Brian takes his teaching work as an opportunity to reorient architecture toward the humanities.

Architects that teach: it’s a thing. Throughout the history of the profession, architects have learned their trade in some variation of an apprenticeship model – weathered practitioners mentoring young apprentices to become the next generation of professionals.

Because of the deep relationship between academic and practical education, there are many architects today who balance time between professional practice and teaching in academic institutions. Placework co-founder and Principal Brian Murphy is one of them. ”In a sense, we are all learning and teaching at the same time, all the time throughout our careers,”  Brian believes. “So, whether that’s happening in the office or in the school, it’s a great thing either way.”

Brian teaches Intro to Architectural Design at the University of New Hampshire and an architectural studies course in the summer enrichment program at Phillips Exeter Academy. He sees this as a unique opportunity and a privilege. “Typically, architects want to teach in the high-profile architecture schools. They want to work with students who are advanced in their studies and committed to pursuing the profession,” he says. “I love working with ‘first-timers’ – the young learners who may be interested but don’t know much about architecture. What an opportunity to create a new paradigm for how humans perceive their relationship with their environment, built and natural!”

If a student goes on to pursue a degree in architecture, and a career beyond that, Brian thinks that’s a bonus. If a student goes into public policy and understands how buildings and infrastructure affect our health and wellbeing, our economy, the natural world, and how policy affects the way we build, that might be even better. Understanding interrelationships is important and we all need to approach our work with systems thinking. Everything is connected.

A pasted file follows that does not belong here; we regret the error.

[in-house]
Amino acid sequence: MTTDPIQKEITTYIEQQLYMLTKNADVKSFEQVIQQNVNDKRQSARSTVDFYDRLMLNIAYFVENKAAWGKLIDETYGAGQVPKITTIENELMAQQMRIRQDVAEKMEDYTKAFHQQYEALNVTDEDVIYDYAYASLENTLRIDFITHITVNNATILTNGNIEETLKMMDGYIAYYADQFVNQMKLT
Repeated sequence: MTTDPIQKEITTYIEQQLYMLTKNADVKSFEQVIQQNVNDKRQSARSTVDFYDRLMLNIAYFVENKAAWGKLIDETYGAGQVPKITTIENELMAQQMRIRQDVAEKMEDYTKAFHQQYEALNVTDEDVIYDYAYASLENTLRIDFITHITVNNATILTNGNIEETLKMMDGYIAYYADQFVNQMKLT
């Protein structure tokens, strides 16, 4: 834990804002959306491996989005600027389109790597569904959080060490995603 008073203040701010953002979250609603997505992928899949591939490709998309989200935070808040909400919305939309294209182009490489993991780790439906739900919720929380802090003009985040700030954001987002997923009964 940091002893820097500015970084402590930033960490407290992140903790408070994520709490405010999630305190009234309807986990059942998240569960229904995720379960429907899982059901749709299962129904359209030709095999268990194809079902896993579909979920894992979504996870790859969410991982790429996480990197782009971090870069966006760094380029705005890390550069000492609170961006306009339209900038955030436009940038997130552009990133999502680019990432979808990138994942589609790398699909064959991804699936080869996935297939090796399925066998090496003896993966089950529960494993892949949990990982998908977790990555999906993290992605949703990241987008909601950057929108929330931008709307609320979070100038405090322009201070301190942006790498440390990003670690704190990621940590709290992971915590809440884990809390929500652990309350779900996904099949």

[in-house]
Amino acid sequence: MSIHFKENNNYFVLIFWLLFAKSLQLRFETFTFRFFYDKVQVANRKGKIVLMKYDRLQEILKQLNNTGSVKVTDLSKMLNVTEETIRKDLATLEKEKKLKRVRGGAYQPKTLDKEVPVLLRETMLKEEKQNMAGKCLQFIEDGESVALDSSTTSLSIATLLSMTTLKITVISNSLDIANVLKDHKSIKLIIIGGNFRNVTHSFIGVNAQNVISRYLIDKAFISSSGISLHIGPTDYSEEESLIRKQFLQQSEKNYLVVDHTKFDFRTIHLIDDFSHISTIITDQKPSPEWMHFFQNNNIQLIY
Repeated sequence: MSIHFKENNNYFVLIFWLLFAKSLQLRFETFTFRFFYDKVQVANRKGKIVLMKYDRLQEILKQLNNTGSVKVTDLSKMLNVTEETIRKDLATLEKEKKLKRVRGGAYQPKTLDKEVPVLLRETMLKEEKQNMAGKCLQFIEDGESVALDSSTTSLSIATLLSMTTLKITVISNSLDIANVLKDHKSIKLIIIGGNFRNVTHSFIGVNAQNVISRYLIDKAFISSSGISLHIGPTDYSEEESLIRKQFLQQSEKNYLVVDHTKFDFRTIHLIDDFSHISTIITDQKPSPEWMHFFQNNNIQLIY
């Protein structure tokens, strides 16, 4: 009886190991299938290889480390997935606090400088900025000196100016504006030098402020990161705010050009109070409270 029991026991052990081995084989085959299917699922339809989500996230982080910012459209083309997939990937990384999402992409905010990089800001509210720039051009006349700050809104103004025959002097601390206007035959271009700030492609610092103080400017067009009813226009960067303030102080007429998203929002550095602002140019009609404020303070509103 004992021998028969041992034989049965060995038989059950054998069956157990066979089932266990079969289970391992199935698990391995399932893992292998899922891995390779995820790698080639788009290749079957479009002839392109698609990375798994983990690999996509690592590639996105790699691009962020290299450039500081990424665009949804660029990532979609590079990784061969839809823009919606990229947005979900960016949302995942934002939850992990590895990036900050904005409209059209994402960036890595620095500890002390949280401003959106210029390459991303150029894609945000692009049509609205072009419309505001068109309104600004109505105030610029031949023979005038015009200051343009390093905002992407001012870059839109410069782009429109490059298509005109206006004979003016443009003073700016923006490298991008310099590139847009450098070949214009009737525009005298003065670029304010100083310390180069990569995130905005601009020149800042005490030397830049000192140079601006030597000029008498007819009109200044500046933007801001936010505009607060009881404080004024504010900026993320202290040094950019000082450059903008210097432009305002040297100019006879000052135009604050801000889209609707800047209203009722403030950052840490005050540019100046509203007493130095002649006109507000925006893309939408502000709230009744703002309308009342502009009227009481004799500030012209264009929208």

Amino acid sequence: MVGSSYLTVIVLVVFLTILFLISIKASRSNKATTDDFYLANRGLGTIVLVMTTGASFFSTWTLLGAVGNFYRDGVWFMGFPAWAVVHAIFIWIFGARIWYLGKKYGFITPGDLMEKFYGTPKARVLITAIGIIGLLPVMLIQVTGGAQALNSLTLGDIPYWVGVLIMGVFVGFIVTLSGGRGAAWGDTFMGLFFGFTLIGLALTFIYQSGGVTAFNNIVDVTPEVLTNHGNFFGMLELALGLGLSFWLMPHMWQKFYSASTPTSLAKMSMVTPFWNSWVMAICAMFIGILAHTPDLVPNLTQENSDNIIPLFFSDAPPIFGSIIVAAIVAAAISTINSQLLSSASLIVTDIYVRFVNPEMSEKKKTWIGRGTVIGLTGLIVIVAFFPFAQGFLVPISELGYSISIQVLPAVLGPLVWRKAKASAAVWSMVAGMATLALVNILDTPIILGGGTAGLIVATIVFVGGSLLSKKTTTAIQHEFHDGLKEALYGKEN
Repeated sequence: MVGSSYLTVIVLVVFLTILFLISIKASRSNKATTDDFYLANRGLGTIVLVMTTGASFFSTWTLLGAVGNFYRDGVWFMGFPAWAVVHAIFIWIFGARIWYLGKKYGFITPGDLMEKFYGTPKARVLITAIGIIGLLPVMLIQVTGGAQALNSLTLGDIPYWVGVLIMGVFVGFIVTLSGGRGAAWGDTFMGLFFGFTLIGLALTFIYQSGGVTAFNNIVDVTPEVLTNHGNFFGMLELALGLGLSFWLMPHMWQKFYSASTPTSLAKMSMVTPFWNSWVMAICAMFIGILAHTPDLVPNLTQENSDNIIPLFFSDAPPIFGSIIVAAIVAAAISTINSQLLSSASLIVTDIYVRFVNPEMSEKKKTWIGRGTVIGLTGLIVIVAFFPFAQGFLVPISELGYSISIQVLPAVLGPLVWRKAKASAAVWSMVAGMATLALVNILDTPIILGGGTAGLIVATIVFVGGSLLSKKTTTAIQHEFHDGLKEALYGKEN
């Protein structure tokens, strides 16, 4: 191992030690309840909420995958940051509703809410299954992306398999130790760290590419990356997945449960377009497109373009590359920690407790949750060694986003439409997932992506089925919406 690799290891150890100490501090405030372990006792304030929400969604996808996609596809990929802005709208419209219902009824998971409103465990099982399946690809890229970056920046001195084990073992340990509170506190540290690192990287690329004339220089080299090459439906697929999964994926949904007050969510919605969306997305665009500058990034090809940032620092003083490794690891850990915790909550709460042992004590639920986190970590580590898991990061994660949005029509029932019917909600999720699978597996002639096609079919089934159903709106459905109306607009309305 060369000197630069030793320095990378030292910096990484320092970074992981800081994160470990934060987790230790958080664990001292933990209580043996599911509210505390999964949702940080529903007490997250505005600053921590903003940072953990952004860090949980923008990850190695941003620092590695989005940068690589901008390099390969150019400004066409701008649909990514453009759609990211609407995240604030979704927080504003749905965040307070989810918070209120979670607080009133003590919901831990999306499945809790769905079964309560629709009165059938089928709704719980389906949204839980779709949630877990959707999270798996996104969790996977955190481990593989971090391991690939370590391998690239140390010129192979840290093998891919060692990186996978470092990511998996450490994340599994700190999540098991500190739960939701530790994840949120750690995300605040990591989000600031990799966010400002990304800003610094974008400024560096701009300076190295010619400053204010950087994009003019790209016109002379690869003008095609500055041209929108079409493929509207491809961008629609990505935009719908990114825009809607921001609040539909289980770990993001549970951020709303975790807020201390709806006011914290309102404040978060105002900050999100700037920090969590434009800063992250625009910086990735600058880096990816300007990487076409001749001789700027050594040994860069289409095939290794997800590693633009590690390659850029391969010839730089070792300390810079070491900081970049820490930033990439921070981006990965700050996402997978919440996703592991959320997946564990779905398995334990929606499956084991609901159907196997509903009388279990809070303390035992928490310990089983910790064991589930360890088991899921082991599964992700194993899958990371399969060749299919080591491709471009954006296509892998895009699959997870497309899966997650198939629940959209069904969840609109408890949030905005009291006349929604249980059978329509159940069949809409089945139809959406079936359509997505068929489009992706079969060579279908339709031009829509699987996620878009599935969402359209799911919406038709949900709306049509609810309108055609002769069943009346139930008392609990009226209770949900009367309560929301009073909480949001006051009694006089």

His highest hope is that no matter where students go after his courses, they will become part of a society with a broader awareness of the higher potential of buildings and the built environment.

“That’s what I think is really at stake here; we can bring about a culturally engrained sensibility that everything we build is a positive act of caring for each other and the environment.”

Stretching architecture education beyond the accredited degree programs is an opportunity to bring more people closer to the process of shaping the built environment. Making architecture more accessible and relatable to more people – not just teaching about form and style but understanding its true effects on our lives – would be one ideal outcome of education in architecture.

Making architecture education available and welcoming to more people is another good goal. Capturing the interest of people with different experiences and perspectives could mean more professionals working in the built environment fields who better represent our communities. This would enable more inclusive design thinking and decision making about how we shape our towns and cities.

Many students are interested in architecture, as an elective or as a major. Some of them immediately count themselves out because they perceive it as math and science intensive. Indeed, many students come to architecture because of its technical or technological aspects. Brian takes his teaching work as an opportunity to reorient architecture toward the humanities. He believes we have been shouting STEM for too long without insisting on being grounded in the human experience. “I want students to start there, explore what an architecture that responds to that can be, and then go find the technologies to support it.”

Working with students outside of conventional architecture school is something Brian finds intriguing. “They have a different attitude and approach,” he says. “Architecture is not everything to them. It’s a curiosity. I have to convince them, in a way. I have to respect them and care for them or I can easily lose them. That was not my experience in architecture school. I felt like I had to keep up and learn to think like my teachers or I wouldn’t be part of the club.”  This is not uncommon, and it has to change, or we will suffocate the profession.

Many architects today are working purposefully to recreate our professional image, both in practice and in academia, to communicate our commitment to community and planet. Our work affects everyone, and we take that seriously. It’s more than establishing a new relevance, it’s offering a new usefulness.

When asked how he feels about his (relatively short) teaching career so far, Brian reflects on the privilege he feels: “Students where I teach invest so much of themselves just to show up and give an architecture courses a try, I’m so grateful just to be in the room with them. It’s inspiring. If they only knew how much I’m learning from them.”